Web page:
with his opponent trying to match him but not able to keep up with Jason's
vast work rate and power of punch. Zoff resorted to holding in the
clinches which clearly annoyed the Welshman who promptly would try to
throw his opponent off and gesticulate to the referee. As the
infighting got progressively rougher - with all manner of rule violations
going on - the fifth round saw Cook being deducted a point by the referee
for allegedly butting his opponent as they both lay over the top rope
after yet another bout of furious tussling inside.
The middle rounds
belonged to Cook as he relentlessly charged down his foe scoring all the
while with big lefts and rights, but by now Stefano sensed he had seen the
Maesteg man's best work and was coming into the fight more and more. The
eighth round saw a now visibly tired Cook slowing down to a pace which was
more suited to the cagey Italian who began to land with increasing
frequency and often made Jason miss wildly which resulted in the Welshman
crashing, off balance, to the floor or into the ropes. From the ninth
round Cook was fighting on heart alone as Zoff picked him off when Jason
made sporadic charges in an attempt to prevent Stefano taking charge of
the fight. The Italian had warmed to the task in hand and was forcing
Jason backwards repeatedly while landing good, solid shots on the target
From somewhere Cookie found the strength to make Zoff think again,
in the eleventh, as he set about whipping in some really hurtful shots,
particularly to the head. The final round was contested mainly with Zoff
attacking and scoring with both hands as Cookie lay against the ropes,
bobbing and weaving, looking to land the one big shot - his famed left
hook. The pay off punch didn't land this time and the decision went to the
judges who scored the fight, 115-113 in favour of Zoff and 114-113 twice
in favour of the winner, Jason Cook.
Cook slays Vincent in 3
Sept 6th 2003
Showing absolutely no sign of ring rust after eight
months of inactivity and more than a few setbacks, Jason Cook returned to
the ring with a superb win over experienced Howard Vincent (Guyana) in 3
Jason's weight troubles had been well documented but
comfortably made the agreed weight for this contest. This was
vintage Cookie at his best, taking the fight to Vincent in his usual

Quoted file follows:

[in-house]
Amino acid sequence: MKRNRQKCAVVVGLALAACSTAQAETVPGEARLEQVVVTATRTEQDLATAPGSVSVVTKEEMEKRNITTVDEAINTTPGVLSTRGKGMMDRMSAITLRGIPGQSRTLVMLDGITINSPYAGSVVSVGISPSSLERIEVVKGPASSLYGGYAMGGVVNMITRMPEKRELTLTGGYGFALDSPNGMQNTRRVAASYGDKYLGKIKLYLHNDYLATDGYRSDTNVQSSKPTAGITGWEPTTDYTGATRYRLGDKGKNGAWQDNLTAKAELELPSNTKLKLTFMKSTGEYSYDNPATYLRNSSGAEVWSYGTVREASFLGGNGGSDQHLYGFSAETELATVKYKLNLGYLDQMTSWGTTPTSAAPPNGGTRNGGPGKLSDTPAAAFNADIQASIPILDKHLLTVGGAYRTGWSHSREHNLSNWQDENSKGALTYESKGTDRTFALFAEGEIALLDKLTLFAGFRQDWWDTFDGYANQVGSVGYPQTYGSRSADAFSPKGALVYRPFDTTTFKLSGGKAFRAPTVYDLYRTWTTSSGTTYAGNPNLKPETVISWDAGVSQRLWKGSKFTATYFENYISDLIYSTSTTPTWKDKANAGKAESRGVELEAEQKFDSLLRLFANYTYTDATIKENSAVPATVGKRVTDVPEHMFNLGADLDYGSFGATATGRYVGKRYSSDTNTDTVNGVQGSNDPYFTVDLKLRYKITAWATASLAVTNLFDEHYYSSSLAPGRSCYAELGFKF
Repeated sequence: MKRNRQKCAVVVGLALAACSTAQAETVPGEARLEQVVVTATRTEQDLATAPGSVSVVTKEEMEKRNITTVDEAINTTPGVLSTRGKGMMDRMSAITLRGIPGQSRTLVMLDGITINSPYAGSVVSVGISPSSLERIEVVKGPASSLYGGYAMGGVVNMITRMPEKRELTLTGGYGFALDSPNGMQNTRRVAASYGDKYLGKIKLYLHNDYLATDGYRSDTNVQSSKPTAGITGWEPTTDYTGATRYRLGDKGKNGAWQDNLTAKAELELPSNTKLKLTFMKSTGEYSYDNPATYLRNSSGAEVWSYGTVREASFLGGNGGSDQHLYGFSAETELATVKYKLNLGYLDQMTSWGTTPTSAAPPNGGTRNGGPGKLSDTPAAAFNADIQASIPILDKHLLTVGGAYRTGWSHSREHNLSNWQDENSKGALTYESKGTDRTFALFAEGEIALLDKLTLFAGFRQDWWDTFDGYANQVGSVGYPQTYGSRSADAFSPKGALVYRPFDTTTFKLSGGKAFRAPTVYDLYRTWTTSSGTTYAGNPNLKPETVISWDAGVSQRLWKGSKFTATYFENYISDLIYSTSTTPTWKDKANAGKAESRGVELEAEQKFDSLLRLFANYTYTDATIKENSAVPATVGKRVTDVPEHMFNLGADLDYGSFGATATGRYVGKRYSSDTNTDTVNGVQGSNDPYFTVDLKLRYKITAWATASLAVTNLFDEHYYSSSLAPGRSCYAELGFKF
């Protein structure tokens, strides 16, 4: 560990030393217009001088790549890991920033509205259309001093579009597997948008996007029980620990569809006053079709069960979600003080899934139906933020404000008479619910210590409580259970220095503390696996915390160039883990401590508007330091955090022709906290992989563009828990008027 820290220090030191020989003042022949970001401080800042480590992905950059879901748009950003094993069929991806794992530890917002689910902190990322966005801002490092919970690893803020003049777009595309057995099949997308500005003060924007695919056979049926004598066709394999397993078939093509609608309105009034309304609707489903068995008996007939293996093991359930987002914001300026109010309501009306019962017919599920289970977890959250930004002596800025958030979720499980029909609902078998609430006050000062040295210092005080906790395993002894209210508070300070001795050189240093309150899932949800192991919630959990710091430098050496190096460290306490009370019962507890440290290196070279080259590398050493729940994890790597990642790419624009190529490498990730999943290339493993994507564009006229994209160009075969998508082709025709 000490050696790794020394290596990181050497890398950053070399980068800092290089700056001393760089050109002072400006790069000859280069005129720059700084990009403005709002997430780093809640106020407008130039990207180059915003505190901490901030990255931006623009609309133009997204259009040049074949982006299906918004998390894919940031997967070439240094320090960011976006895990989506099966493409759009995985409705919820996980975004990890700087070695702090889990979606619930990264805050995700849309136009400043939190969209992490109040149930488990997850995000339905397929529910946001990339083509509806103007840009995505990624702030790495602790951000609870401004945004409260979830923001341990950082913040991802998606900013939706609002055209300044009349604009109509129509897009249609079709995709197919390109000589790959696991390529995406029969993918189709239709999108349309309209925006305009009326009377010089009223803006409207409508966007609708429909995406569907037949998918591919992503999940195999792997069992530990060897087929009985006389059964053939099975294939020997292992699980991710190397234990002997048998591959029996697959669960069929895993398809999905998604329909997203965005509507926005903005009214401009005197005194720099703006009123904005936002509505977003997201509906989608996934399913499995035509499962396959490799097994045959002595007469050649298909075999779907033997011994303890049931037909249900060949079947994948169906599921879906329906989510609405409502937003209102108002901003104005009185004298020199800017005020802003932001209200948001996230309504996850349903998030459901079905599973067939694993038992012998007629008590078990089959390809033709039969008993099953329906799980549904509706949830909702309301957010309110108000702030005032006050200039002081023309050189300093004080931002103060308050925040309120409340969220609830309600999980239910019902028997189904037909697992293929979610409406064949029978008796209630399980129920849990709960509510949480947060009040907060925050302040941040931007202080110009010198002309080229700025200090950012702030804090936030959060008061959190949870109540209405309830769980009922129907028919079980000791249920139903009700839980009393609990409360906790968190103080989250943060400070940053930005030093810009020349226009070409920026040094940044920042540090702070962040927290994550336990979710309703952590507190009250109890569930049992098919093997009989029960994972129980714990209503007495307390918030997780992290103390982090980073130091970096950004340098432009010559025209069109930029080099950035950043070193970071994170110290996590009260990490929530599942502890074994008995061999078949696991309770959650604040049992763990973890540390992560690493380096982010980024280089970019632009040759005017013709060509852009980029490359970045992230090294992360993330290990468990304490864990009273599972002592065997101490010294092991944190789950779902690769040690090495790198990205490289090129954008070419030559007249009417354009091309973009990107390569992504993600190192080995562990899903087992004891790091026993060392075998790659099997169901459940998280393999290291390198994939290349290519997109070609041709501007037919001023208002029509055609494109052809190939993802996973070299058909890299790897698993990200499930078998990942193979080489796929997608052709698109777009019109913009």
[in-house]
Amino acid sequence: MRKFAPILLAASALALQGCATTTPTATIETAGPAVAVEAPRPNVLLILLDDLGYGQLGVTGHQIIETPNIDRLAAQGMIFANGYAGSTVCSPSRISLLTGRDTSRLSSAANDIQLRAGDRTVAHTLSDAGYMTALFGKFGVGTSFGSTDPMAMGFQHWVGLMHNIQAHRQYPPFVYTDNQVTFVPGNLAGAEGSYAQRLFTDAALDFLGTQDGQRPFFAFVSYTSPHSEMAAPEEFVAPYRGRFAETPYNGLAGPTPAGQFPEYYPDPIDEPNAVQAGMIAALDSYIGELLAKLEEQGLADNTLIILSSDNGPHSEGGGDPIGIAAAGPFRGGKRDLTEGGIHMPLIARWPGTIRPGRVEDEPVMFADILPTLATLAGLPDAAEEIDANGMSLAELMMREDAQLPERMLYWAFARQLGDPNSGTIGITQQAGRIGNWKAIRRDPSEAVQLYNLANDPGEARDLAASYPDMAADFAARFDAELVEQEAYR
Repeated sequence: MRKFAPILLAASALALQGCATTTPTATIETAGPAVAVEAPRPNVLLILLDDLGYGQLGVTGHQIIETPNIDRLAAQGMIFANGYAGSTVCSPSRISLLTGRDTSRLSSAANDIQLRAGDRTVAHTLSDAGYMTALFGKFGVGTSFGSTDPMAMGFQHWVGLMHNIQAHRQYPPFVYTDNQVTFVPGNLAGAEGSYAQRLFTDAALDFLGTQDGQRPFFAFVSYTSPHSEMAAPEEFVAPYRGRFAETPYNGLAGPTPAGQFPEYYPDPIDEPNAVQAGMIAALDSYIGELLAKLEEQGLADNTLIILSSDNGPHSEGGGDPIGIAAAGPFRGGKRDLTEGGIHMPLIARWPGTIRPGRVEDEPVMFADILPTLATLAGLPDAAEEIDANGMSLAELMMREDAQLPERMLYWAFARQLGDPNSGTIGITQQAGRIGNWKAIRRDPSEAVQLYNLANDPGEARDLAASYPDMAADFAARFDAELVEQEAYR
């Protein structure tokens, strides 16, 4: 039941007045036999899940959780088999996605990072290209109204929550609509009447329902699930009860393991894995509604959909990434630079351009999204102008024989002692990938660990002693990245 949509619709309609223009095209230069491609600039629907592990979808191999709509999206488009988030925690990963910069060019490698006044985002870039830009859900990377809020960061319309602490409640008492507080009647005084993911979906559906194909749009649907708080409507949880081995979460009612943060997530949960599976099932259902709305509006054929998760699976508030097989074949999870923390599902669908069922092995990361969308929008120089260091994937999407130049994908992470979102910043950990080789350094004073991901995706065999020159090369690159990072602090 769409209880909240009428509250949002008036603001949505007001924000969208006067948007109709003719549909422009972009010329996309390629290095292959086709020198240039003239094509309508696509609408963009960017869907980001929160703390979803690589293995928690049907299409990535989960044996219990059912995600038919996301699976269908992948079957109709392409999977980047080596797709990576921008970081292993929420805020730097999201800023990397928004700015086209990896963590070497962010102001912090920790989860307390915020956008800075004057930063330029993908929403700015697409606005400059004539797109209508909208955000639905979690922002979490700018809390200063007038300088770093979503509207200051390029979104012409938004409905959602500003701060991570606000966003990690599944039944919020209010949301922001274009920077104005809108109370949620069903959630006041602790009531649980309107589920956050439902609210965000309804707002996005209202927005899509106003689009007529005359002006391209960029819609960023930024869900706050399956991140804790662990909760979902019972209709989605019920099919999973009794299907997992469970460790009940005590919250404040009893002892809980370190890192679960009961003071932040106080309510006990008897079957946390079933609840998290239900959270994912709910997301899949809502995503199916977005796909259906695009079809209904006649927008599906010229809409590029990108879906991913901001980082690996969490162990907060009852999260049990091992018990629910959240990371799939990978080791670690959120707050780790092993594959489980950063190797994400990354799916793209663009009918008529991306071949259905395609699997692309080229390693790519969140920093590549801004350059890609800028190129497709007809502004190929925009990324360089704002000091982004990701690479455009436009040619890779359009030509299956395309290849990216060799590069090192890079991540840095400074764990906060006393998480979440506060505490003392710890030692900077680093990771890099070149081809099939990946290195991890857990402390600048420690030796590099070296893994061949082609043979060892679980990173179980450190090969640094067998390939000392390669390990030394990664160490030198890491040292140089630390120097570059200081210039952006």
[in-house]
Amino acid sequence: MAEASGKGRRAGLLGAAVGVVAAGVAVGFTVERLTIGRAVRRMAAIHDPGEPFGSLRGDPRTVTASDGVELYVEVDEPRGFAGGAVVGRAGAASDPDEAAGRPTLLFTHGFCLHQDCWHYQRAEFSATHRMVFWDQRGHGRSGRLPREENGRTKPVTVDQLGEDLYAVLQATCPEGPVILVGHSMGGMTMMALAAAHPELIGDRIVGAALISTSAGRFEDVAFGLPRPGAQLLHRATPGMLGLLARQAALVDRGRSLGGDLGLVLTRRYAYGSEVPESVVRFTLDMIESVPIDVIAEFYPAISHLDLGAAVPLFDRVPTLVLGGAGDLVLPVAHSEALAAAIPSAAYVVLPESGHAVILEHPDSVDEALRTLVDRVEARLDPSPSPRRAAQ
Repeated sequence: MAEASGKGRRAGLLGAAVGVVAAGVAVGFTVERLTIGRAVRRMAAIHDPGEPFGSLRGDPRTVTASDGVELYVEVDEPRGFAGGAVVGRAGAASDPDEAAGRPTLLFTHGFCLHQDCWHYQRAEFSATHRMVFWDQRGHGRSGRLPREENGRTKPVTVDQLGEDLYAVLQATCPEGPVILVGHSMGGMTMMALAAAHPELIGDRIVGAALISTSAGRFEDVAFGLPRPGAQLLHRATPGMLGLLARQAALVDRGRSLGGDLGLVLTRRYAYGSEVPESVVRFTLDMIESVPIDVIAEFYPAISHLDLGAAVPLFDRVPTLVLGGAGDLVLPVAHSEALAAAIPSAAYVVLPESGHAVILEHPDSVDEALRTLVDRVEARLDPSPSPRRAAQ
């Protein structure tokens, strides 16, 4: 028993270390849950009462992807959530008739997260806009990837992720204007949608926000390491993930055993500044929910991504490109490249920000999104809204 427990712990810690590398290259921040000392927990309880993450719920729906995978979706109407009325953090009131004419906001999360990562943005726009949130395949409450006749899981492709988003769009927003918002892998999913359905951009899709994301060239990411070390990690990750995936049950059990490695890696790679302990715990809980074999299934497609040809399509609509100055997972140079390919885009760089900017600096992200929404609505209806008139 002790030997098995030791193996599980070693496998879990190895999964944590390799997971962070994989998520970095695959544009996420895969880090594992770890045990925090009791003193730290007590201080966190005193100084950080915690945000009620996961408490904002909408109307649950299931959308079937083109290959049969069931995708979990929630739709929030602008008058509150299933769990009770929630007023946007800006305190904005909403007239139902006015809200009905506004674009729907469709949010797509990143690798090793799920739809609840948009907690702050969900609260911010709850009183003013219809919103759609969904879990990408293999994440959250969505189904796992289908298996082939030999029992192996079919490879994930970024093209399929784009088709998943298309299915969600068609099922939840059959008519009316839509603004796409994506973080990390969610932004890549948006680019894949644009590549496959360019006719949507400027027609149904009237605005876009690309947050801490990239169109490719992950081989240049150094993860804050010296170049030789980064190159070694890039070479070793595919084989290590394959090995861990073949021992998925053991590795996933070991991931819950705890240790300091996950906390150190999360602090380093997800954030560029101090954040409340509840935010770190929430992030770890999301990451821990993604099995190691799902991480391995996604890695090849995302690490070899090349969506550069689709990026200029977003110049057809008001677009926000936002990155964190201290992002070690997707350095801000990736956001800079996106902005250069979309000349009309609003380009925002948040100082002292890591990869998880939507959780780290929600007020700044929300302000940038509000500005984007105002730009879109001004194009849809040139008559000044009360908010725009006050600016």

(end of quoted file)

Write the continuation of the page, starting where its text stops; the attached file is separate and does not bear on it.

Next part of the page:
aggressive fashion from the first bell. Howard was clearly unsettled by
Cook's tactics and found it hard to fend off the continued attacks.
Ripping in hard combinations to head and body, in the
second and third rounds, Jason finally sapped all resistance from Vincent
with a series of uppercuts near the end of the third. Howard went back to
his corner and called the referee's attention to an injured hand. The
injury was announced as the official decision for Vincent retiring on his
stool at the end of the third. Although it seems that the battering he was
taking may have been more than a convincing factor in his decision to
powers to 'World' title
Nov. 8th 2003
Jason Cook became Wales second 'world' champion of 2003 when
he took the vacant I.B.O. lightweight title with a trademark
display of power punching before a standing room only crowd at
Bridgend Recreation Centre.
Following Enzo Maccarinelli's 'world' title win in June, Cook
also sealed his victory with a stunning left hook to leave his
opponent, Argentinian Ariel Olveira, utterly defeated.
It would be fair to say that both Cook & Maccarinelli, along
with almost all true boxing fans, do not regard themselves as
true world champions by holding the little regarded IBO & WBU
Following a quiet opening two minutes in which Cook didn't throw
a punch of any significance the crowd leapt to their feet as
Olveira moved in but was met by, the first punch that carried
any real intention from the former European champion, a powerful
left hook that sent him reeling to the canvas. The Argentinian
lightweight champion regained his feet to take a standing count